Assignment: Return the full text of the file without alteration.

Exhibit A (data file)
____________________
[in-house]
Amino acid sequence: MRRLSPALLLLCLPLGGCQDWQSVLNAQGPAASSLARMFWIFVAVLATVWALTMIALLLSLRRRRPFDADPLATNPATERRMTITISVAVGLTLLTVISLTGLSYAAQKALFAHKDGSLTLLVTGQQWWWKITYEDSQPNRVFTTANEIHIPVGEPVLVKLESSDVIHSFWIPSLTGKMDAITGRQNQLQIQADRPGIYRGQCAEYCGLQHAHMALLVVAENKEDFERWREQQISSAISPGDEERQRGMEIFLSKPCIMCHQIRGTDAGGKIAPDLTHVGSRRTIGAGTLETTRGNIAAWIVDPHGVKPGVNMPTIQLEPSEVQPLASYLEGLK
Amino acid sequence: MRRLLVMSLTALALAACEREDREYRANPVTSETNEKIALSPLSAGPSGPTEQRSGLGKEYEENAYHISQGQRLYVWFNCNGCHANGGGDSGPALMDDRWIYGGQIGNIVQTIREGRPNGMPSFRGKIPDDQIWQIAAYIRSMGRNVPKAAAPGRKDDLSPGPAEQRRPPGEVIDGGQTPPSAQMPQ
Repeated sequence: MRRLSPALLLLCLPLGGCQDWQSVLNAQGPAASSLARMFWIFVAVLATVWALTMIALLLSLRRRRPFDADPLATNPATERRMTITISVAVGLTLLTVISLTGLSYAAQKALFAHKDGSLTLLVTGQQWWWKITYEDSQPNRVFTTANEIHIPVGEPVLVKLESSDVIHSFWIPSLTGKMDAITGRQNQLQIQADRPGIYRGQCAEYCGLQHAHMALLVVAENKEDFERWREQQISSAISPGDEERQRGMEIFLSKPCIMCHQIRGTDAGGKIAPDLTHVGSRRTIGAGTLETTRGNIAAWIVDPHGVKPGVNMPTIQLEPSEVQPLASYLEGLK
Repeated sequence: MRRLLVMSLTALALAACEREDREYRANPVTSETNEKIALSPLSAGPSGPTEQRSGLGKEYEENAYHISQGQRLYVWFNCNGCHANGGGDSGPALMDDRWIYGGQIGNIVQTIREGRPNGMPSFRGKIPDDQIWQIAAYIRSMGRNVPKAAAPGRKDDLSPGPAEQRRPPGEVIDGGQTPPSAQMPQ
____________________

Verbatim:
[in-house]
Amino acid sequence: MRRLSPALLLLCLPLGGCQDWQSVLNAQGPAASSLARMFWIFVAVLATVWALTMIALLLSLRRRRPFDADPLATNPATERRMTITISVAVGLTLLTVISLTGLSYAAQKALFAHKDGSLTLLVTGQQWWWKITYEDSQPNRVFTTANEIHIPVGEPVLVKLESSDVIHSFWIPSLTGKMDAITGRQNQLQIQADRPGIYRGQCAEYCGLQHAHMALLVVAENKEDFERWREQQISSAISPGDEERQRGMEIFLSKPCIMCHQIRGTDAGGKIAPDLTHVGSRRTIGAGTLETTRGNIAAWIVDPHGVKPGVNMPTIQLEPSEVQPLASYLEGLK
Amino acid sequence: MRRLLVMSLTALALAACEREDREYRANPVTSETNEKIALSPLSAGPSGPTEQRSGLGKEYEENAYHISQGQRLYVWFNCNGCHANGGGDSGPALMDDRWIYGGQIGNIVQTIREGRPNGMPSFRGKIPDDQIWQIAAYIRSMGRNVPKAAAPGRKDDLSPGPAEQRRPPGEVIDGGQTPPSAQMPQ
Repeated sequence: MRRLSPALLLLCLPLGGCQDWQSVLNAQGPAASSLARMFWIFVAVLATVWALTMIALLLSLRRRRPFDADPLATNPATERRMTITISVAVGLTLLTVISLTGLSYAAQKALFAHKDGSLTLLVTGQQWWWKITYEDSQPNRVFTTANEIHIPVGEPVLVKLESSDVIHSFWIPSLTGKMDAITGRQNQLQIQADRPGIYRGQCAEYCGLQHAHMALLVVAENKEDFERWREQQISSAISPGDEERQRGMEIFLSKPCIMCHQIRGTDAGGKIAPDLTHVGSRRTIGAGTLETTRGNIAAWIVDPHGVKPGVNMPTIQLEPSEVQPLASYLEGLK
Repeated sequence: MRRLLVMSLTALALAACEREDREYRANPVTSETNEKIALSPLSAGPSGPTEQRSGLGKEYEENAYHISQGQRLYVWFNCNGCHANGGGDSGPALMDDRWIYGGQIGNIVQTIREGRPNGMPSFRGKIPDDQIWQIAAYIRSMGRNVPKAAAPGRKDDLSPGPAEQRRPPGEVIDGGQTPPSAQMPQ